We are in the process of hiring our summer interns for 834 which means lots and lots of interviews. Every interview we give is treated as important as if we were interviewing the Pope, we don’t discriminate based on position.
It still surprises me how unprepared individuals are, or the lack of research done before the interview. Here are just a few of the snafus we encountered.
- Name is not included on the resume. I really don’t think an explanation is needed for this obvious mistake.
- No portfolio or writing samples provided. If you are invited in for an interview, bring in work samples to share. I don’t care if you submitted it electronically before, print out hard copies and hand out along with your resume to the interviewer.
- Research papers submitted as writing sample. This might impress your professor, but an agency doesn’t give a shit. In fact anytime I get something double spaced and indented, I cringe and stop reading.
- Chewing gum. Spit out whatever the hell is in your mouth so you can speak in clear and concise sentences. If you are sitting there chewing your cud the whole time, that is distracting as all hell and unprofessional.
- No cover letter. Always, always, always submit a cover letter with your resume and portfolio. Customize it to the company, use humor, explain why you are a fit and be memorable.
- Arriving late. I don’t care if had to walk from Ada, if you aren’t on time or early that tells the interviewer that the interview is not a priority.
- Eye contact. Look up and look the interviewer in the eyes. If you are staring down at the table that gives the impression you are incredibly insecure and lack the confidence needed to interact with clients.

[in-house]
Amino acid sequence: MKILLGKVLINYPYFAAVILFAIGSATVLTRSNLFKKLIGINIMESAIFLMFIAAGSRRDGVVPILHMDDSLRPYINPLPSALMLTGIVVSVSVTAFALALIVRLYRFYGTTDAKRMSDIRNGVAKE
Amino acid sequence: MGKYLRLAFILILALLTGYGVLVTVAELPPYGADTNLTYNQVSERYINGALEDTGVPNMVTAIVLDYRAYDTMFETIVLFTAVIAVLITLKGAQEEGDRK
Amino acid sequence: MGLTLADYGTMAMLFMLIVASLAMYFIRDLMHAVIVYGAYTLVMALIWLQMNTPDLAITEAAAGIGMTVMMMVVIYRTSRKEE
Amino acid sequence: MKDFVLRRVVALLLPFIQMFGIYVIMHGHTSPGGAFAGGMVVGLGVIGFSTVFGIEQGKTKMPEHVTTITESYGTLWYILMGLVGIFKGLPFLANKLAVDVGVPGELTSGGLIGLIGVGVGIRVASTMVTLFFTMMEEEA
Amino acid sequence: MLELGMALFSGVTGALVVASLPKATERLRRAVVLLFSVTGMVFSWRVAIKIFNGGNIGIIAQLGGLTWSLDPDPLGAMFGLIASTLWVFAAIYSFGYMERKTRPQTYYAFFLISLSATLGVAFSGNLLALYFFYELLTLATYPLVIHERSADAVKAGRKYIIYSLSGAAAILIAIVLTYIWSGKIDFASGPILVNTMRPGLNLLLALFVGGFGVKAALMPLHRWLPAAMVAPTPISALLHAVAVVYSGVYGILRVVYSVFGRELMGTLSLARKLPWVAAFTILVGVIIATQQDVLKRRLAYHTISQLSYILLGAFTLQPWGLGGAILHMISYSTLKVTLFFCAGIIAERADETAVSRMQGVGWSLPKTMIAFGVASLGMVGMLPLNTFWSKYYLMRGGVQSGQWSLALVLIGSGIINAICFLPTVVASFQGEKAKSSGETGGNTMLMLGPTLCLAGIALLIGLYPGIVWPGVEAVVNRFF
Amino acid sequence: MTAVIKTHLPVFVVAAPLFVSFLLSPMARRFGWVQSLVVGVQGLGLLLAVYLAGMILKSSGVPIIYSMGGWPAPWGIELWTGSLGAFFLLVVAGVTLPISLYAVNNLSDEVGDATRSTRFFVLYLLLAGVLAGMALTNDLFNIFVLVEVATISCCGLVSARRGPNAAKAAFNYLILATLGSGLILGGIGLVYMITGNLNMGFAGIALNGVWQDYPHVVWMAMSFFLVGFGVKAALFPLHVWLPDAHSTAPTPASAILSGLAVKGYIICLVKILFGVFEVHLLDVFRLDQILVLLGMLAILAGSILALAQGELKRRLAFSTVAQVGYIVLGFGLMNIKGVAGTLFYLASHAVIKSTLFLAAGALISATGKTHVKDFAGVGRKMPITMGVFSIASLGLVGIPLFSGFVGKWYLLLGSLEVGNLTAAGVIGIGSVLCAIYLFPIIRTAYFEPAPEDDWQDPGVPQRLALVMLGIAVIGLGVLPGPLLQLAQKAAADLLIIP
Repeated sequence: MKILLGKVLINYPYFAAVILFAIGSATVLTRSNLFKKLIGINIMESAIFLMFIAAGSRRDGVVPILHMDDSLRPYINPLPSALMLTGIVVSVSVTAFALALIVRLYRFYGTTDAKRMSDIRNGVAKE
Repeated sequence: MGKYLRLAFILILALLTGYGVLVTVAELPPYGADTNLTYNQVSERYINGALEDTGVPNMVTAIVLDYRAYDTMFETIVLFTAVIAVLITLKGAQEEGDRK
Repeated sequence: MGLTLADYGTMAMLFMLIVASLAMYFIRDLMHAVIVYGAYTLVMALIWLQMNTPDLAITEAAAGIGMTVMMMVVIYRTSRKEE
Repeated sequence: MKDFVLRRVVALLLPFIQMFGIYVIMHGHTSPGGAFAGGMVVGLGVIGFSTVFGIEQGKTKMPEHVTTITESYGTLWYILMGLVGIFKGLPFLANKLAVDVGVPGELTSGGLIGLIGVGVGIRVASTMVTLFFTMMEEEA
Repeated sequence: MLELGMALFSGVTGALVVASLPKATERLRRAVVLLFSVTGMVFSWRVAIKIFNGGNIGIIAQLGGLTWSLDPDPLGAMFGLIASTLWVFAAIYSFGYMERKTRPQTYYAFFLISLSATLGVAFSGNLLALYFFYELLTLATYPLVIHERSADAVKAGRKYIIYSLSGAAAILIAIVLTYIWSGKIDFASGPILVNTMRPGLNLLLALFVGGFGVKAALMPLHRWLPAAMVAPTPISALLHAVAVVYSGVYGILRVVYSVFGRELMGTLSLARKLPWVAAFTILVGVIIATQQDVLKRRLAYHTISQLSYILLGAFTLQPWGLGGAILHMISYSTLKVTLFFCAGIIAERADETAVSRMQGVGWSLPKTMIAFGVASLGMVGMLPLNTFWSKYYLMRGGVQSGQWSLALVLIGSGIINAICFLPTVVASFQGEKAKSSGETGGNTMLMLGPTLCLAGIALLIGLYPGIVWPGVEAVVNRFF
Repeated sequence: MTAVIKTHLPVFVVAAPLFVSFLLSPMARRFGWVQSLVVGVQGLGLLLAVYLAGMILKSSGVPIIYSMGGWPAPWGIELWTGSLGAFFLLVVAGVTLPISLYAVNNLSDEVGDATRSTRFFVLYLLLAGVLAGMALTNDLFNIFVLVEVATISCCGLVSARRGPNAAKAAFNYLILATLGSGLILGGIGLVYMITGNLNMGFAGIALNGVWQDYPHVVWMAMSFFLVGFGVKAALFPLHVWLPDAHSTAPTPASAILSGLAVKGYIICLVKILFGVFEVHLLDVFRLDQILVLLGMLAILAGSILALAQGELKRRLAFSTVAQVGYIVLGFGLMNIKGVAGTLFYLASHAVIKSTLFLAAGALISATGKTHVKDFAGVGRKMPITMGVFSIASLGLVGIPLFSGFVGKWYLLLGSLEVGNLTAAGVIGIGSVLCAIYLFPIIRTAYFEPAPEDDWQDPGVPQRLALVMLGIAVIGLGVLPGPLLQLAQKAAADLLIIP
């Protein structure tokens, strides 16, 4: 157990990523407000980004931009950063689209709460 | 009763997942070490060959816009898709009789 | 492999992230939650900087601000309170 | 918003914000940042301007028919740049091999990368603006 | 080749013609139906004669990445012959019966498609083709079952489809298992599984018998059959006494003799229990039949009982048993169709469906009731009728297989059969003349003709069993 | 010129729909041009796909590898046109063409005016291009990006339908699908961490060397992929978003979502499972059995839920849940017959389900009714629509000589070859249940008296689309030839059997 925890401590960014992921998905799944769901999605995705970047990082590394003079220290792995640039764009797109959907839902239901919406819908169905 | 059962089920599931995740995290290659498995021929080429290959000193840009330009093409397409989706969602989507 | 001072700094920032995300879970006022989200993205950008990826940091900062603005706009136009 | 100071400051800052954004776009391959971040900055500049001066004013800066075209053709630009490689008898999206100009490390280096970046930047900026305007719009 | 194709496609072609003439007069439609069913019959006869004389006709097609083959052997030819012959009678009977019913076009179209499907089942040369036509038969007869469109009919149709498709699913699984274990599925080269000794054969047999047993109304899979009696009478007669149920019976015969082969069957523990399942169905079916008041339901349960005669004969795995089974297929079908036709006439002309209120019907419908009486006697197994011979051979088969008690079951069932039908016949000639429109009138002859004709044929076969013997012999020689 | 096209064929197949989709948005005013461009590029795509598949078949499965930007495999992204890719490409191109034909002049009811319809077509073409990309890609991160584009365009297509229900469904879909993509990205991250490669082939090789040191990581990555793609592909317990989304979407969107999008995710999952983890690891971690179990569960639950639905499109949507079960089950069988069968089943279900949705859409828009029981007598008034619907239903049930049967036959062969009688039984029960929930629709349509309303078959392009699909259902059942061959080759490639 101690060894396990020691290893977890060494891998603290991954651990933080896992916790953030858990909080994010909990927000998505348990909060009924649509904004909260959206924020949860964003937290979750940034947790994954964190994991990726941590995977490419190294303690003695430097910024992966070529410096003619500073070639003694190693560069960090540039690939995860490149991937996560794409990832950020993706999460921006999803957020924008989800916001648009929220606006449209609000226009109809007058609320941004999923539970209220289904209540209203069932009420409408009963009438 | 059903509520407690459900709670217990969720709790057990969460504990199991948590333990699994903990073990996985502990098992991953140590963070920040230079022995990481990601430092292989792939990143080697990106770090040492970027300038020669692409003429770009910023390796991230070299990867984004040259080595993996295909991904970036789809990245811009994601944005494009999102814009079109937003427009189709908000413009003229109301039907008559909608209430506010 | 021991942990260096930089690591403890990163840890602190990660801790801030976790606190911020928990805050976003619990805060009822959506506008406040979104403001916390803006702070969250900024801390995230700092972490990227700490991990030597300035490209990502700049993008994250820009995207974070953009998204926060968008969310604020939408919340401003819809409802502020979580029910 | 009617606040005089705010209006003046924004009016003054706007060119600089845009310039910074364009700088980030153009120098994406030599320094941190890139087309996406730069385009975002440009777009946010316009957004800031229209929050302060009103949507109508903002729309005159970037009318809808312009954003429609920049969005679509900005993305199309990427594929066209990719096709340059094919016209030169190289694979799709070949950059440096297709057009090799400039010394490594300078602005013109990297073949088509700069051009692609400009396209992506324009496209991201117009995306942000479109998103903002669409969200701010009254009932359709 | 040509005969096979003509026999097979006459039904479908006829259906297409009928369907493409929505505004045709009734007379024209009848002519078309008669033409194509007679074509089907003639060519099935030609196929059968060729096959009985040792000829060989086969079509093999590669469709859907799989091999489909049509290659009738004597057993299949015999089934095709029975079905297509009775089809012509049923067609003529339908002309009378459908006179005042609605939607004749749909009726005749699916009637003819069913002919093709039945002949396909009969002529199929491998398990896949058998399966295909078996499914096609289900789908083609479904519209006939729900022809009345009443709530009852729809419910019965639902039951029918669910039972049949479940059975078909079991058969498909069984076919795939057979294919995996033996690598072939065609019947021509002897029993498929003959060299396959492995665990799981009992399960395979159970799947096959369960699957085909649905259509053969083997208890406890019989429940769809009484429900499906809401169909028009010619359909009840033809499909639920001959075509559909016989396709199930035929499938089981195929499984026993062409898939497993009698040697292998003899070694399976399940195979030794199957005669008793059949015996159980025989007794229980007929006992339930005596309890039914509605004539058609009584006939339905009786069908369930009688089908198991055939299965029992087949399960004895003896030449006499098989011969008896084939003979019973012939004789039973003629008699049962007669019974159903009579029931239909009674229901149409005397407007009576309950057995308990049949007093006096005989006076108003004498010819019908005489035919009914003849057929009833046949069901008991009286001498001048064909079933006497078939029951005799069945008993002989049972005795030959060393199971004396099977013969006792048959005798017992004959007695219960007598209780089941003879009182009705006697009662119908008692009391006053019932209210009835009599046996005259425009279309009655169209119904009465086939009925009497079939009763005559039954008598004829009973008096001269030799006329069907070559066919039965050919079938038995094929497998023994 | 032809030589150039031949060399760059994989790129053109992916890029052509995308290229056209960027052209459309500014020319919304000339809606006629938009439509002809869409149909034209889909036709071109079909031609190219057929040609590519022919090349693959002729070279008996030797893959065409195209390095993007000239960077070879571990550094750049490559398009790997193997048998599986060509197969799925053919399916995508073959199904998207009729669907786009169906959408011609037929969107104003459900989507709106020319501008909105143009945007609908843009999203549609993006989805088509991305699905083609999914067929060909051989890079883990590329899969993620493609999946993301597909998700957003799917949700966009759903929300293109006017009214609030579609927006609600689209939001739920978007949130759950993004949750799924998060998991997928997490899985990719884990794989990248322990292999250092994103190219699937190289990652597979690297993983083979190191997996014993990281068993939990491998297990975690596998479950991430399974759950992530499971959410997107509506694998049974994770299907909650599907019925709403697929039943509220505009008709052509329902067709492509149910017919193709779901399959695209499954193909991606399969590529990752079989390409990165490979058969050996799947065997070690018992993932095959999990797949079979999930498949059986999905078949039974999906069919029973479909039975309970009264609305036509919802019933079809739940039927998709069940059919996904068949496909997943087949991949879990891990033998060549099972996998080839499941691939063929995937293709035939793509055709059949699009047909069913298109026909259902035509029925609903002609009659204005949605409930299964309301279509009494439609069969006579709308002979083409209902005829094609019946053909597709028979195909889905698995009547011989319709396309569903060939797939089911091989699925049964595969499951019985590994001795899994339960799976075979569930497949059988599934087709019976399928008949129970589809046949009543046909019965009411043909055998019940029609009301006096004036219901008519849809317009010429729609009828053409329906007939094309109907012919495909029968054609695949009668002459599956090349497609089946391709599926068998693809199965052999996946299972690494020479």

- ‘Like’ and ‘um.’ You are not a valley girl – so drop the use of ‘like’ and don’t use ‘um’ to fill the silence or to connect sentences. At some point the interviewer will stop listening and just start counting all of the ‘um’s.
- Dress appropriately. See past blog on dressing to impress.
- Follow the job posting instructions. If the posting asks for you to supply several writing samples when sending our resume, then supply the writing samples. If you are unable to follow simple instructions, agency life is going to kick your ass.
- Creativity gets you points. In the last round of interviews we held, only one cover letter stood out – in fact it was the only one I read. It included a personal story, used humor and was incredibly well-written.
- Research. Know the person who will be interviewing you. Have questions prepared to ask about themselves and the agency.
- Follow-up. Send a thank-you email and note. If we don’t hear from you after the interview, it doesn’t instill a lot of confidence in your desire to get the job.
One of the reasons 834 has a well-respected internship program is because we only take the best of the best and the competition can be fierce. Always ask yourself, “how can I stand out?”